This and That – Observations from the Couch
by Patricia Grady Cox
Since I last wrote, I’ve had two book signings for my newly released novel, Hellgate. One was in May in Rhode Island where I lived for the first 40 years of my life. A lovely independent bookstore in Providence, Books on the Square, hosted the event. The manager was happy with the turnout (relatives, friends, former coworkers, high school classmates), the sales were good, and I’m invited back when my next novel is published. I invited most of the attendees to a “launch party” of sorts at my sister’s house at which I drank several glasses of wine.
The second was in May in Prescott, Arizona, at the Peregrine Book Company. I especially looked forward to that one because Hellgate is set in 1879 Prescott. A lovely article appeared in the Daily Courier that morning which drove at least 10 people into the store. That, along with the five or six people that I knew, made a big enough turnout and enough sales that the book store owner was pleased.
Between the two dates, I was sick. I think I caught some kind of bug on the plane between Rhode Island and Phoenix. Whatever the cause, I spent the intervening two weeks mostly lying around the house with Mustang Sally and also with a puppy I was petsitting for a friend. I had time to ponder, and here is the wisdom I gained:
- I wish I had given birth to a soap opera baby instead of doing it the way I did. Birthing those babies leaves you radiant and beautiful and well-rested, smiling and happy. Maybe a few strands of hair work loose and hang endearingly down your cheeks so the adoring father can sweetly tuck them back behind your ears. The next day, you are back to your pre-pregnancy weight. And the baby never cries or even moves. Also, I understand that they grow up very quickly, leaping from infancy to cute toddlers; then they’re off to boarding school. They do not return until they are young adults. That would have worked well for me, too.
- Ice cream cannot solve your problems but it CAN make you feel better.
- Mustang Sally is jealous of visiting puppies, but in a very polite way. She is patient but disinterested and only exhibits jealousy by bursting into tears whenever I pay attention to the interloper. She will eat the puppy’s food if I turn my back for even two seconds, probably trying to starve it to death.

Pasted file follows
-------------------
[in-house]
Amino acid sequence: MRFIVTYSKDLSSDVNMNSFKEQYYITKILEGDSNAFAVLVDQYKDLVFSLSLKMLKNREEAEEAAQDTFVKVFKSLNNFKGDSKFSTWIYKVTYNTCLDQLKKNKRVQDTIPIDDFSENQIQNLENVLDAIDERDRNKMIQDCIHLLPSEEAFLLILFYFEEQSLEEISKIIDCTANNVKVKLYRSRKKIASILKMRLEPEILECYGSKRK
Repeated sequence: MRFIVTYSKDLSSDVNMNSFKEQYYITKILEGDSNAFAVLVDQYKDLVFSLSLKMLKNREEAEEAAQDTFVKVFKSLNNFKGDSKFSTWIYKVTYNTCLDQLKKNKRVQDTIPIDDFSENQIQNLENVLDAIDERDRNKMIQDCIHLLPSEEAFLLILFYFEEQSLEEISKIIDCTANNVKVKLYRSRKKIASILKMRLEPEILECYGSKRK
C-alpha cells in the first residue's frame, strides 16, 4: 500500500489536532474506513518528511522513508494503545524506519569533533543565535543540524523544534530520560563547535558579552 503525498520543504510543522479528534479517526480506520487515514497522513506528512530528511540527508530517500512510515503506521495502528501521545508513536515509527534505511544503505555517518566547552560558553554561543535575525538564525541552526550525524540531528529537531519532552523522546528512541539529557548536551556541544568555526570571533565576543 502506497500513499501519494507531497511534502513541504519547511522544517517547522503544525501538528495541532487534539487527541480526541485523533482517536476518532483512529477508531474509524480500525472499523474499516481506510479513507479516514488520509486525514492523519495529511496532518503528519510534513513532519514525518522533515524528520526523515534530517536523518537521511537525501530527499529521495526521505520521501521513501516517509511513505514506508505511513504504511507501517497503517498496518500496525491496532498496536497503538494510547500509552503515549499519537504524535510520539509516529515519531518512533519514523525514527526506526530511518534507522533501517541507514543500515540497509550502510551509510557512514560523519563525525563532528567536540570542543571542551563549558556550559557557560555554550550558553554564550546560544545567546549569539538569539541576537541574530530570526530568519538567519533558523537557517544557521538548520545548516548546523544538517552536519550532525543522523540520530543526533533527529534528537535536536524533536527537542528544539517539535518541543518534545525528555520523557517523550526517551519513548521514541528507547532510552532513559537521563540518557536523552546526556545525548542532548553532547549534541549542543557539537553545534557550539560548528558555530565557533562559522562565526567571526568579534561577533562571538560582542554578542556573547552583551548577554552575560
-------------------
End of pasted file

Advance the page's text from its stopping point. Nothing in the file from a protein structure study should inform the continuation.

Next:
- You can go for two weeks without writing a single word or cleaning a single room and the world does not come to an end.
- Having to guard the puppy food and accompany the little guest outside at least 10 times a day, I’ve been cured of any desire to acquire a second dog. Sally did try to play tug-o-war with they puppy, but as soon as she growled (which she does when she plays), the puppy dropped her end of the toy and ran for it.
But this is a marketing blog, so let me say this about book signings: I realize they are good opportunities to get out there, get your name known, benefit from the publicity through book store newsletters and, if you’re lucky enough to have a friend who works for a newspaper, land you lovely articles about your event (and your books). Both bookstores wanted to work on consignment, so I ended up earning 60 to 70 percent of the list price. That might seem generous, and it would have been, except I that had to purchase these books from the publisher! So my cut quickly went down to about $5 a book.
Subtract from my $5 any travel expenses and promotional materials, such as a poster, business cards, bookmarks, cookies, etc. And in Rhode Island, I also sprang for refreshments for my launch party. I’m not even going to do the math; I know it’s a financial loss. My royalties are now about $2.50 a book, but I don’t have to go anywhere or do anything to collect that.
Writers, do you think there are benefits reaped from a book signing? What have your experiences been?
If you are a reader, not a writer, what do you think? Do you enjoy attending book signings? Do they result in your buying a book you might not have otherwise purchased?